Psalms 94:13, etc.That Thou mayst give him rest.—This is usually referred to the inward repose of the righteous man, who receives instruction from God’s law (Deuteronomy 8. f.) as to the design of the sufferings impending over him (Jeremiah 49:23 compared with Isaiah 30:15), and strength for the trials of evil days, so that such a man, tried and purified as he is by sufferings, is even to be counted happy (Job 5:17; Proverbs 3:11 f.; Psalms 34:9; Psalms 40:5). But Psalms 94:13 b. directs the view of the chastened to the end of the transgressor, and Psalms 94:14 to God’s abiding with His people. This is the reason why the evil days will come to an end. God will afford the sufferer outward rest or deliverance from them (Job 3:13; Job 3:17 f.; Job 34:29; Proverbs 15:18). The ל in Psalms 94:13 a. indicates, not the design of the teaching, but its contents (Calvin, Clericus, Hupfeld). The evil days are not called days of misfortune, nor days of the evil man, that is, of the wicked, but days of harm, in which bad men abuse their power to work mischief (Psalms 49:6). From this cause sufferings arise for the righteous, which the latter regard as Divine chastisements, and make to contribute to their salvation. The throne of destruction, Psalms 94:20 [E. V., throne of iniquity], is either the throne of the enemy, from which destruction threatens Israel, but to which Jehovah grants no duration and no fellowship with Him; or the chair of the judge, who causes distress [Heb., עָסָל, E. V., mischief] by using the written law of God as an occasion for illegalities and the perversion of justice. The latter view agrees better with the mode of expression in Psalms 94:20 b. For that sentence does not simply allude to a course of action disastrous in its results and opposed to the law, but to an ingenious forming of something burdensome and oppressive, the expression being suggested by and applied from the fashioning of statuets. [This idea is expressed in the rendering: who formest misery by law (rule).—J. F. M.]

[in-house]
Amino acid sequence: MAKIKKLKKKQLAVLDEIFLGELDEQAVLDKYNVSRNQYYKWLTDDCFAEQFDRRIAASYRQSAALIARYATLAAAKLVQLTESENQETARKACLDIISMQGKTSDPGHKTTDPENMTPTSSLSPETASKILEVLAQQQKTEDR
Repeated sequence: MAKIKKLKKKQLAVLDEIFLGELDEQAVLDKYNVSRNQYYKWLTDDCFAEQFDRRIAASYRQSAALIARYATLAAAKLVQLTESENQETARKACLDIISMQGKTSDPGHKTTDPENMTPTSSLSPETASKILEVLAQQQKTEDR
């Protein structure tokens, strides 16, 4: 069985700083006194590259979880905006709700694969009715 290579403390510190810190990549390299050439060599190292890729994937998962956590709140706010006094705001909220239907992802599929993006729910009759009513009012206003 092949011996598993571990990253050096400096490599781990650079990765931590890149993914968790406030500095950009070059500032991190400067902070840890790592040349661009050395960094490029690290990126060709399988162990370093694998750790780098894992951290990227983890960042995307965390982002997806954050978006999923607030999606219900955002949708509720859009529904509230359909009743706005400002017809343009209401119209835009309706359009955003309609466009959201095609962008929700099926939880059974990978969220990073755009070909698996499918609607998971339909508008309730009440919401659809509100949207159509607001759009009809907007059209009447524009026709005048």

DOCTRINAL AND ETHICAL
1. The presumption of the ungodly is apt to increase, when they are allowed for a long period to employ with impunity their position in the world, their influence, and their resources, for the oppression of the weak and defenceless, and especially of the righteous. Their course of action often reaches to cruelty and reckless violence, and becomes criminality and wickedness, when, to the relentless ill-treatment of those, who, through God’s precepts, are made the special objects of His watchful love and compassionate help, are united the denial of His omniscience, the delusion of complete impunity, and derision of the belief in His government of the world and in His retributive righteousness.
2. Such conduct is indeed that of heathen, but yet it is not only displayed among heathen nations, but appears also among those who have received the law of God, but who either transgress it openly, insolently, and defiantly, or, while holding fast to the letter, practice injustice under the appearance and garb of righteousness, and in both cases oppress those who are weak, or offend them, or cause them to err in their faith, or seduce them from their allegiance to God.
3. A cry of prayer, therefore, sounds forth at times from the midst of the Church, invoking the judicial intervention of God against her destroyers, when they would, by violence or by perversion of justice, oppress the righteous and persecute them even to death. For God’s people hold fast to the belief which is oppugned and derided, that God is the supreme and faithful Judge and Avenger, who will bring to their due results the laws according to which He regulates the course of the world, and will reconcile the occasional contradictions between the actual state or administration of justice, and the principle and norm of righteousness. The premature rejoicings of the wicked and their scorn will then be stilled, when they fall into the abyss prepared for them; while the soul of the righteous will dwell no longer in the land of silence, for God is their help.